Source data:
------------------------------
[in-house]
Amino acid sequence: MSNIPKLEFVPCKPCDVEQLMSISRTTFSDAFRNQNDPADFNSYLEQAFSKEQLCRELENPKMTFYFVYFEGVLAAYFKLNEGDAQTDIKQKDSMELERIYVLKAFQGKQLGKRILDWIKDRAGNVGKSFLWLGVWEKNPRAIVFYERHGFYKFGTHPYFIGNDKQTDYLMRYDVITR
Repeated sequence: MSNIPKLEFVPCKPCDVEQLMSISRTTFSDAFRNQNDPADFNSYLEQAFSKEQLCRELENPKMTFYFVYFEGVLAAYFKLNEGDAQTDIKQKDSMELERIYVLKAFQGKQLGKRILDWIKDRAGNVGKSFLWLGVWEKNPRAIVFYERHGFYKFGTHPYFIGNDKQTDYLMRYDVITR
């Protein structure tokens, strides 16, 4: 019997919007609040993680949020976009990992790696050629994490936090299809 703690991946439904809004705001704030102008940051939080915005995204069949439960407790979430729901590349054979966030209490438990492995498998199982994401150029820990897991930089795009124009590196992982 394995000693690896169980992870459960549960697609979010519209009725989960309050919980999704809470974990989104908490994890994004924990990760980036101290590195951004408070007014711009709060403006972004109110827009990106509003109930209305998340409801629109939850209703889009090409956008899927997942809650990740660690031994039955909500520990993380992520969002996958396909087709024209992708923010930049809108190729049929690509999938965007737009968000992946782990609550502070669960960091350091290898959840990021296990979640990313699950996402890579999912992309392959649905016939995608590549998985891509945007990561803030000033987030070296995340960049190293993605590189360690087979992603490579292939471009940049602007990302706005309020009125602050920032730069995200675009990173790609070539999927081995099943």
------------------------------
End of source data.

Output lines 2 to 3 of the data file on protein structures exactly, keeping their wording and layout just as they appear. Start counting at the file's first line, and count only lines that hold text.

Amino acid sequence: MSNIPKLEFVPCKPCDVEQLMSISRTTFSDAFRNQNDPADFNSYLEQAFSKEQLCRELENPKMTFYFVYFEGVLAAYFKLNEGDAQTDIKQKDSMELERIYVLKAFQGKQLGKRILDWIKDRAGNVGKSFLWLGVWEKNPRAIVFYERHGFYKFGTHPYFIGNDKQTDYLMRYDVITR
Repeated sequence: MSNIPKLEFVPCKPCDVEQLMSISRTTFSDAFRNQNDPADFNSYLEQAFSKEQLCRELENPKMTFYFVYFEGVLAAYFKLNEGDAQTDIKQKDSMELERIYVLKAFQGKQLGKRILDWIKDRAGNVGKSFLWLGVWEKNPRAIVFYERHGFYKFGTHPYFIGNDKQTDYLMRYDVITR